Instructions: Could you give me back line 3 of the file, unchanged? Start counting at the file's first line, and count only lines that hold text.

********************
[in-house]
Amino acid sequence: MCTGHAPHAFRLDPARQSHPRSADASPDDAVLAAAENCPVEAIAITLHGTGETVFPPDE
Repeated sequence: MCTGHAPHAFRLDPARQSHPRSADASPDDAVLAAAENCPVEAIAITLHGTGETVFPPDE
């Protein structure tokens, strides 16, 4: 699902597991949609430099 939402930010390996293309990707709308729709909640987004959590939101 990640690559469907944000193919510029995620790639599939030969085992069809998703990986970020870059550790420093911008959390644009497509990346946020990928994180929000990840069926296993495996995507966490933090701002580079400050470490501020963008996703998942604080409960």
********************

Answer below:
Repeated sequence: MCTGHAPHAFRLDPARQSHPRSADASPDDAVLAAAENCPVEAIAITLHGTGETVFPPDE